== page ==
I would lie if I said that I never asked myself if there was too much stress or annoyance and if it was time to quit and give up. But very quickly I would remember that for me this is not just a job, it is a way of life, a life calling, and it is very hard to part with it.

And I know that giving up is exactly what all of those who are pressuring us want – that’s why they do it so that we quit and make it easier for them. So, I am not giving up. I work with great people and that’s giving me strength – we fight and walk this path together to bring a positive change to society and help people to better understand how crime and corruption affect their lives. It is a fight for a better life, rule of law, and democracy.

We are not heroes. Far from it, we’re just doing our job.

And most important – my team consists mostly of women.


Kazakhstan_Diana OkremovaDiana Okremova, Director of the Legal Media Center Public Foundation, Astana Kazakhstan 

The mass protests that broke out in January were a real test for all of us living and working in Kazakhstan. The violent crackdown on civil society and those who were documenting it once again showed that journalists need support, legal protection, and solidarity from their peers. 

Our foundation was established almost 20 years ago and we have been busy with work ever since. At first, we focused on consultations and workshops and then got more engaged in media research as well as discussions on legislative measures concerning press freedom. Back then achieving a positive change seemed hardly possible. We have been up against restrictive laws and state control of the media, including their financial dependence. After years of consistent, arduous work through public statements, legal actions, and discussions with key stakeholders we can talk about slow progress. 

In recent years, we have been working in various areas: protecting digital rights, freedom of speech online, access to information, lobbying for progressive legislative norms, and reforming the system of state media funding. Day by day we become stronger, more resilient, and wiser. Our organisation is led by women. We prove that women are by no means weaker than men and break harmful gender stereotypes that are still deeply rooted in the fabric of our region’s identity.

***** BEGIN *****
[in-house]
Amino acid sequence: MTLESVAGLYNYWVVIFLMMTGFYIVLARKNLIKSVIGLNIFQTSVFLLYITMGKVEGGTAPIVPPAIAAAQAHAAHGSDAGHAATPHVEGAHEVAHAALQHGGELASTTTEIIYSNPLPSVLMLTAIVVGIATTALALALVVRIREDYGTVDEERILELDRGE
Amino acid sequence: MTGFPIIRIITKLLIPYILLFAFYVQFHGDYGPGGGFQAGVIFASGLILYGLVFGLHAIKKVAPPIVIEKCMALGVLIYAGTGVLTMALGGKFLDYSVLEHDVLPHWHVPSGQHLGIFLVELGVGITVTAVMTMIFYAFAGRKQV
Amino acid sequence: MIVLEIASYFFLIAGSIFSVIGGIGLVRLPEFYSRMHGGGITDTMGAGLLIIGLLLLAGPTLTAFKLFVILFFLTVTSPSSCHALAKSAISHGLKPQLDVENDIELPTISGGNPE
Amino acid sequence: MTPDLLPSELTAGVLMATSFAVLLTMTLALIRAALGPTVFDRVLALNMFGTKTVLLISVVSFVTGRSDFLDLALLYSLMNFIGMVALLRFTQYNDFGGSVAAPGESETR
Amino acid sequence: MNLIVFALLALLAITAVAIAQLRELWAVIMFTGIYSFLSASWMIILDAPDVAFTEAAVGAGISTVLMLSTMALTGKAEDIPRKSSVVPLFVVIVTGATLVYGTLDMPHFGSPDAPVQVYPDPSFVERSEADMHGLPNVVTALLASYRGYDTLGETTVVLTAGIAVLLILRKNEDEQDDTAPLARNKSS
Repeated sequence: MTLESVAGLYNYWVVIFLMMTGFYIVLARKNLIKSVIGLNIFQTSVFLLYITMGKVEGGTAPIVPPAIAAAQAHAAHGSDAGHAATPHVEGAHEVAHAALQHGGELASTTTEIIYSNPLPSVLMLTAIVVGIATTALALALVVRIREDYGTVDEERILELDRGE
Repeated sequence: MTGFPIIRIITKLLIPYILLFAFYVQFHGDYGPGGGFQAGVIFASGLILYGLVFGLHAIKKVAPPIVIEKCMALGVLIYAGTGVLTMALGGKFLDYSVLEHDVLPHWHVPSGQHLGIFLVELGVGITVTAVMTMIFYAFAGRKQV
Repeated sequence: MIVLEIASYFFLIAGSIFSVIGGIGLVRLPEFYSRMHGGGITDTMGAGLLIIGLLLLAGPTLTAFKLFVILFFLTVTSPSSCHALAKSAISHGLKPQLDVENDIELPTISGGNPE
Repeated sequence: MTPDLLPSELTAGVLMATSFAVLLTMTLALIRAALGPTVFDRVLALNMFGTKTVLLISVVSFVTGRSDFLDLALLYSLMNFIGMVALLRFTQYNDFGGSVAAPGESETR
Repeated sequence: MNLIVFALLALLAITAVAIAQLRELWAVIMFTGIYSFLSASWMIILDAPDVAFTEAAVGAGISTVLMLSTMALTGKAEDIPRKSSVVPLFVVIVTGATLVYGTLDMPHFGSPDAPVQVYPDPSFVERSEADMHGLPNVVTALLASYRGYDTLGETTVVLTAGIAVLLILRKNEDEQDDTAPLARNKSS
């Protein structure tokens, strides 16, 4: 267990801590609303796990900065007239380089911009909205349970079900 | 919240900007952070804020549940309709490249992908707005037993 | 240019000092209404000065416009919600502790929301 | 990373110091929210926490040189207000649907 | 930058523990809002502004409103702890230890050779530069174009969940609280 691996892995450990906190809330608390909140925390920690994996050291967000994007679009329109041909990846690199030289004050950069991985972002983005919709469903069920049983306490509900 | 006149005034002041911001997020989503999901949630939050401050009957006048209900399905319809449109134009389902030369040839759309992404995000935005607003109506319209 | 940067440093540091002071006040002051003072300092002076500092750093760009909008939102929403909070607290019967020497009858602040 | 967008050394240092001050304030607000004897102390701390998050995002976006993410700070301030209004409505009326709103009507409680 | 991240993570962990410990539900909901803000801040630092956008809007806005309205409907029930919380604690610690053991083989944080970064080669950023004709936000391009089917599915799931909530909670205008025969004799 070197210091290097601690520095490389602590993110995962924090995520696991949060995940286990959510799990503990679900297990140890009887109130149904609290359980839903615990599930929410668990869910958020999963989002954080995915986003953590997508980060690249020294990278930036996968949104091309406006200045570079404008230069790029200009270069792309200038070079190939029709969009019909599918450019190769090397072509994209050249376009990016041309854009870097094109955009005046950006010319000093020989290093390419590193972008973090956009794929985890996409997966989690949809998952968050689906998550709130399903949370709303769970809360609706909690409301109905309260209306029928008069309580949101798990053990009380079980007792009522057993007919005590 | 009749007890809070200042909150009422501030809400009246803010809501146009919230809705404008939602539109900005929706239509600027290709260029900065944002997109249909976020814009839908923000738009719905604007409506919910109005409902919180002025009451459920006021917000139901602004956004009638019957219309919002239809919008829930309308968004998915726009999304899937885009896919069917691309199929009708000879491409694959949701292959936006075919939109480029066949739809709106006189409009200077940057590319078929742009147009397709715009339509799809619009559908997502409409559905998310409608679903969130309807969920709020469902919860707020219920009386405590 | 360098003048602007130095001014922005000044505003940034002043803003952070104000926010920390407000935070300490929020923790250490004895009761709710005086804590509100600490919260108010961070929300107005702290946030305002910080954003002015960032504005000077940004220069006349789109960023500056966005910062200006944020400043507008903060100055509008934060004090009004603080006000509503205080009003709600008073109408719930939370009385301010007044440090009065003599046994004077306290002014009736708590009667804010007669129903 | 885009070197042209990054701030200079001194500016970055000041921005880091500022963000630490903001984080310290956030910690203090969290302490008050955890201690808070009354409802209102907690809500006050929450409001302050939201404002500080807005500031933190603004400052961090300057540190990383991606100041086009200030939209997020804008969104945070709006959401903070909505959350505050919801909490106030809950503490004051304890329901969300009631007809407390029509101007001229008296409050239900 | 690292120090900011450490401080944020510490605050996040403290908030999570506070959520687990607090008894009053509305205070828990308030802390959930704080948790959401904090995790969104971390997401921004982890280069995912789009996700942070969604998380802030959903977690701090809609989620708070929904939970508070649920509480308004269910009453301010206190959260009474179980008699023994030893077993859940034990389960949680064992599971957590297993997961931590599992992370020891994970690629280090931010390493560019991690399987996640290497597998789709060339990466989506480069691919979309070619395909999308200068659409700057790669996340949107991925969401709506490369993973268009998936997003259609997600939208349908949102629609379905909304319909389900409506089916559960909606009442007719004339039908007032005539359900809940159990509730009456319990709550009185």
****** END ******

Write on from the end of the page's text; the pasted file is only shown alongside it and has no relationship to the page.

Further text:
Human rights work is dangerous and difficult but can be incredibly fulfilling. Especially when your efforts lead to real results. It’s comforting to know that you and I are not alone in this ongoing quest for justice. We can support each other both mentally and also through other concrete resources. However, it’s easy to keep going for the fences and experience mental burnout. That’s why observing your body and mind is important. We need to recharge our batteries every now and then.


Belarus_Hanna LubiakovaHanna Liubiakova, Belarusian journalist, researcher, and activist. She is a non-resident fellow at the Atlantic Council.

More than two years have passed since the stolen election and state terror the regime in Minsk unleashed against the citizens of Belarus, the country’s civil society, and independent media. But it has also been two years of resilience, solidarity, and dedication to our profession. We continue working from exile, having a vast network of witnesses and citizen journalists on the ground who risk their freedom while sending information to the media. Independent websites are blocked but we use social media. Newspapers are banned from printing but we use leaflets or Samizdat, which are self-made newspapers.

The safety of our sources in Belarus is so far the biggest concern and challenge. But it can also be scary for many of us in exile. I am personally on the regime’s wanted list based on the criminal case for ‘attempting to seize power’. It makes me a target. Many of us also struggle with digital threats and our families’ intimidation back at home. The regime wants to silence independent sources, arrest our colleagues in Belarus and repress us abroad, but we won’t stop. We develop institutional support and help each other on a personal level because, with the war against Ukraine, the role of independent media in Belarus only increased.